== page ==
Success: Arctic Wilderness is Saved from Uranium Mining

Wolfgang Bayer Collection, Copyright: DCI, Coyotes.  Lone adult coyote pacing around outer edge of herd of caribou standing in snow covered field.

Target: Elizabeth Copland, Chairperson of the Nunavut Impact Review Board

Goal: Applaud the decision to deny uranium mining on tribal land and precious arctic wildlife habitat.

Unique Arctic habitat on Inuit land has faced the threat of uranium mining for decades. A ForceChange petition had fought to stop this destructive mine. Thankfully, an impact review board has denied uranium mining at this spot due to the mining company’s lack of a start date and planning timeline. The area is home to a variety of wildlife and the mine would have destroyed land in this untouched wilderness. Thank the review board for denying uranium mining in the Arctic.

The proposed Kiggavik uranium mine would have destroyed caribou breeding grounds in Canadian’s territory of Nunavut. The Inuit people living in Nunavut were first approached by the Areva mining company in 1997 and the project to mine the area for uranium was finally introduced to regulators in 2007. Years have passed and Areva can’t determine a start date for this project because the low price of uranium does not make the operation economical for the company. Although Areva was denied by the board, this company can and will propose this mine at a more viable time, possibly even 20 years from now.

We can celebrate now that this mine is currently stumped but we must continue to fight for our health, our environment, and our wildlife and defend them from the devastating effects of uranium mining. Areva had proposed to mine a site dangerously close to the largest and most remote wildlife sanctuary on the continent. Exposure to uranium can cause increased birth defects in humans and animals. Cancer and leukemia are also more likely in residents that live near uranium mines.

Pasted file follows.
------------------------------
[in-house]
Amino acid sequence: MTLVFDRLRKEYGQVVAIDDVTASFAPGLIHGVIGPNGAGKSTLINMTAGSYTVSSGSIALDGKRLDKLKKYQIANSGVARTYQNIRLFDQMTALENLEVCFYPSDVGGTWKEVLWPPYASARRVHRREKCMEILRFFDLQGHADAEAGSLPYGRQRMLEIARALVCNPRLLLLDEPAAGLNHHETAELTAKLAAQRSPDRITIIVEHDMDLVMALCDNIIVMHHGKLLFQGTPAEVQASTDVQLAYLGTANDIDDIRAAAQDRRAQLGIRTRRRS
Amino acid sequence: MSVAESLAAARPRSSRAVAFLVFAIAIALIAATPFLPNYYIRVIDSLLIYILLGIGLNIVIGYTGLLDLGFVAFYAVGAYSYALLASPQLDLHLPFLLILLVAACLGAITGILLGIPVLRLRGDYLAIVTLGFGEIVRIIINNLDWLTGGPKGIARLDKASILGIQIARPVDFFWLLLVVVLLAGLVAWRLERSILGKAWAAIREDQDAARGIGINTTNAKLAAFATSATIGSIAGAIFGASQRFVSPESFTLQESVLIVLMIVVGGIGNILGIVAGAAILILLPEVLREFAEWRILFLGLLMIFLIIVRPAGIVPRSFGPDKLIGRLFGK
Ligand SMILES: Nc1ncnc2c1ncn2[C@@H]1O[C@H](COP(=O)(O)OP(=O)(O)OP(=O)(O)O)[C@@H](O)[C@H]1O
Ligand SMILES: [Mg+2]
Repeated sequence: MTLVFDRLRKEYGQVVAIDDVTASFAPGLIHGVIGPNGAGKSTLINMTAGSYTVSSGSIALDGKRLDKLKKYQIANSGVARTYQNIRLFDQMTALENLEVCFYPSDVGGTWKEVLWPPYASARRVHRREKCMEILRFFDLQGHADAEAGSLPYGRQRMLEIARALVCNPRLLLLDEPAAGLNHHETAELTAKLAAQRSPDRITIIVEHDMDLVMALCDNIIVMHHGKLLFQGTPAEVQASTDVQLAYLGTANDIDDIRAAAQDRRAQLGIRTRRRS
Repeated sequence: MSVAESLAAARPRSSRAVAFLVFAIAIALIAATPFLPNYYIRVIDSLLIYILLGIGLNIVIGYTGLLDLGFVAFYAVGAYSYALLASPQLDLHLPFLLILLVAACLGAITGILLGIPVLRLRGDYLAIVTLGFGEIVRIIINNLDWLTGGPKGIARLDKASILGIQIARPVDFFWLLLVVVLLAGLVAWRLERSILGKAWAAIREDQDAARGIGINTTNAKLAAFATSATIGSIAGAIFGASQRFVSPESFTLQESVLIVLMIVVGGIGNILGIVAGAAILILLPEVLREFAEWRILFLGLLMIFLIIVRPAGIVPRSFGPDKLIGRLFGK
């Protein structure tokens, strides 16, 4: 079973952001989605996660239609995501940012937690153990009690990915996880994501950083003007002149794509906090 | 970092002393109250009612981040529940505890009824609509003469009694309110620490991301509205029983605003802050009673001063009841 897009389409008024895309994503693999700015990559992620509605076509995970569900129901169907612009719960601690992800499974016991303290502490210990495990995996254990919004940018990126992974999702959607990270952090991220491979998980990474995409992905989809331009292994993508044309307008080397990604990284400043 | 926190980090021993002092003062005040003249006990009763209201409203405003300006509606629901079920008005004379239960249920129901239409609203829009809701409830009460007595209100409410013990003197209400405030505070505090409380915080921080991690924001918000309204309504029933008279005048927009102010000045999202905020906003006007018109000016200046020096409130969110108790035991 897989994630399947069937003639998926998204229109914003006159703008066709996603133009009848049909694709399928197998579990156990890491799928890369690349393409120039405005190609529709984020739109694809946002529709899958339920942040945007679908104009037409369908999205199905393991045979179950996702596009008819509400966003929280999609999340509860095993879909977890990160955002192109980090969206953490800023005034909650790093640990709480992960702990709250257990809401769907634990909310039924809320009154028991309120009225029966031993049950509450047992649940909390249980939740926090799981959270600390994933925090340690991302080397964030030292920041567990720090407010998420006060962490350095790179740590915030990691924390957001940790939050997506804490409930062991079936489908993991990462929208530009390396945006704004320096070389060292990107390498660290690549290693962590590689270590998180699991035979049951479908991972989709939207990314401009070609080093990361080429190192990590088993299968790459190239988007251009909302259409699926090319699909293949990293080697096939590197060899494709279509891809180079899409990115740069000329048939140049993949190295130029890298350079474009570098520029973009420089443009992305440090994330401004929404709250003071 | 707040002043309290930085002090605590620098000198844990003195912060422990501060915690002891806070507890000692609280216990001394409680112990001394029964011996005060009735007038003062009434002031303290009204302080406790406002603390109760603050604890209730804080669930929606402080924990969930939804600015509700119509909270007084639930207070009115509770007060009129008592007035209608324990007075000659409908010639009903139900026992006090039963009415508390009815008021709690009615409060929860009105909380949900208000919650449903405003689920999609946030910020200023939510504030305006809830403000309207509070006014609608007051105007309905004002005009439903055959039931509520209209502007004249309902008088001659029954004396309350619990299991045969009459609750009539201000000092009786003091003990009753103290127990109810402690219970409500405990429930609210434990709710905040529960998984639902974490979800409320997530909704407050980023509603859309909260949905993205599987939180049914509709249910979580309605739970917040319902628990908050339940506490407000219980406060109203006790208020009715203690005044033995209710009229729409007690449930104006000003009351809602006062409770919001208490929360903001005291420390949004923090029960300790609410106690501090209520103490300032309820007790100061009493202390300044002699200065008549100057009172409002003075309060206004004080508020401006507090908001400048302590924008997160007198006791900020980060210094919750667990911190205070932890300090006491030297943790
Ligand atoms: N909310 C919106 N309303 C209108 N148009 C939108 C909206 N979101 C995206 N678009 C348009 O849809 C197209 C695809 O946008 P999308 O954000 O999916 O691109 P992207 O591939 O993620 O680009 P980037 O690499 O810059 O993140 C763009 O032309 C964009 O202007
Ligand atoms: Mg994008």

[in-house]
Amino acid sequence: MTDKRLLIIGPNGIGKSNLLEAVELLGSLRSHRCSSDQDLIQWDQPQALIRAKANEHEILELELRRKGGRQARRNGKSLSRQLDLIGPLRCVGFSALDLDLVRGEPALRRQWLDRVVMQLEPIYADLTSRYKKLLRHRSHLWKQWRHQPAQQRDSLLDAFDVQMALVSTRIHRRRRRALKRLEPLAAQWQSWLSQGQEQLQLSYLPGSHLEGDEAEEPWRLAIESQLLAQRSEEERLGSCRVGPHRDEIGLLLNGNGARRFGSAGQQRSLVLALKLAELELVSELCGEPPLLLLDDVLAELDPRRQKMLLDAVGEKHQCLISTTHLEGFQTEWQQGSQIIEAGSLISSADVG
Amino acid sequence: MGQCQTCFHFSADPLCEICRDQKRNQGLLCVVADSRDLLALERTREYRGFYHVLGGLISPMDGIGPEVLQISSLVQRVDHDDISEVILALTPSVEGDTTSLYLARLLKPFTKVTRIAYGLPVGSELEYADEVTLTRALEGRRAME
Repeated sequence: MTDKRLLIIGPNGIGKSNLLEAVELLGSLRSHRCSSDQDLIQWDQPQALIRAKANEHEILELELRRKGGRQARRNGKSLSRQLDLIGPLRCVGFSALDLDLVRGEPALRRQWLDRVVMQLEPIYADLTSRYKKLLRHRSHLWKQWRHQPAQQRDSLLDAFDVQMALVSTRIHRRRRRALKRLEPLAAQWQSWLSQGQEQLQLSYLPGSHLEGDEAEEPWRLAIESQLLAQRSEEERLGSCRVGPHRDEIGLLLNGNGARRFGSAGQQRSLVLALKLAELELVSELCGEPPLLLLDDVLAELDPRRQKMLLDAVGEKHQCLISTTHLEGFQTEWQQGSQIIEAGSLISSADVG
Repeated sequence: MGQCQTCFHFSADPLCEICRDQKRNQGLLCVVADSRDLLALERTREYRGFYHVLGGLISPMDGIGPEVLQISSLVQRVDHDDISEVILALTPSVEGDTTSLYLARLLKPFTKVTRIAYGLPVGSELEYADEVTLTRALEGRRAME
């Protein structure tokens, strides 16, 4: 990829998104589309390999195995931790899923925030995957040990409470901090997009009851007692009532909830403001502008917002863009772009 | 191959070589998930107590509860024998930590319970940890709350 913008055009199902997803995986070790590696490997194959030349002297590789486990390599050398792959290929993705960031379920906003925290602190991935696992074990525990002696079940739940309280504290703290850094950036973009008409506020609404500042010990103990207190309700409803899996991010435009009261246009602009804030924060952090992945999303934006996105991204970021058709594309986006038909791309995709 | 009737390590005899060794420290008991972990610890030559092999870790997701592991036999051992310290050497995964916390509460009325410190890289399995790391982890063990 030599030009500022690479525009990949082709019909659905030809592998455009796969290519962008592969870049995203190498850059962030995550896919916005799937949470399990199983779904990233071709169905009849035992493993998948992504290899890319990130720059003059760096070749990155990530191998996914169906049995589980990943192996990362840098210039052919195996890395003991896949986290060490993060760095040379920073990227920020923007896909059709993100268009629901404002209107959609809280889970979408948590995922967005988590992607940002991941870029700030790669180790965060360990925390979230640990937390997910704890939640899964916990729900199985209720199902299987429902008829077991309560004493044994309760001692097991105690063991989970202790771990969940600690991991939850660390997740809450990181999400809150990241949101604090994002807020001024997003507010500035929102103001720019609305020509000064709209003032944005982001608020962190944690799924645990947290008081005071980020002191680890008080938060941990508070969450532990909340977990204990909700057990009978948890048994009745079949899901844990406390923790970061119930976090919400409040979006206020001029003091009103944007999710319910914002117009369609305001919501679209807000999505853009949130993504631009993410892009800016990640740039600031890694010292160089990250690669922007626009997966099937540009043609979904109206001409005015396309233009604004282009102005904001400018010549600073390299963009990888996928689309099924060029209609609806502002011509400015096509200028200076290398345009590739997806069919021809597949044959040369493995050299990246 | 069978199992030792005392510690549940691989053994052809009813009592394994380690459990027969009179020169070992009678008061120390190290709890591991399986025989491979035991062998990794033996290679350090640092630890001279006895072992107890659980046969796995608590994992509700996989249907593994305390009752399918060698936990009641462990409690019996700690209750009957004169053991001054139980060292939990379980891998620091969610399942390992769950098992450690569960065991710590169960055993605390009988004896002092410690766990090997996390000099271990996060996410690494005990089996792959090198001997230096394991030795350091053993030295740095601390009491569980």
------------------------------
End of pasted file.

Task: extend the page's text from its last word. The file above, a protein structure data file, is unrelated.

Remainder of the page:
We must stand our ground against the Kiggavik mine. By signing this petition, you are urging the Nunavut Review Board to continue to oppose the Kiggavik mine as well as thanking the board for denying the most recent proposal for this destructive, open pit mining operation.


Dear Chairperson Copland,

The proposed Kiggavik uranium mine would have destroyed Arctic caribou habitat, degraded Inuit land, and risked the health of nearby residents. Thank you for stating your stance against this mine. However, if uranium becomes economically viable for the company, Areva will create another proposal for this billion-dollar operation. Please continue to protect Nunavut’s untouched wilderness.

Uranium is a hazardous substance that can cause birth defects, cancer, leukemia, and a decrease in white blood cells. Areva wanted to place the mine near caribou breeding grounds and dangerously close to the continent’s largest and most remote wildlife sanctuary. Your decision has saved the lives of residents and wildlife. Areva will submit another proposal to mine uranium in Nunavut and I hope you recommend against the operation. Continue to fight for Canada’s wild and the health of the Inuit people and land.


[Your Name Here]

Photo Credit: Lwp Kommunikáció

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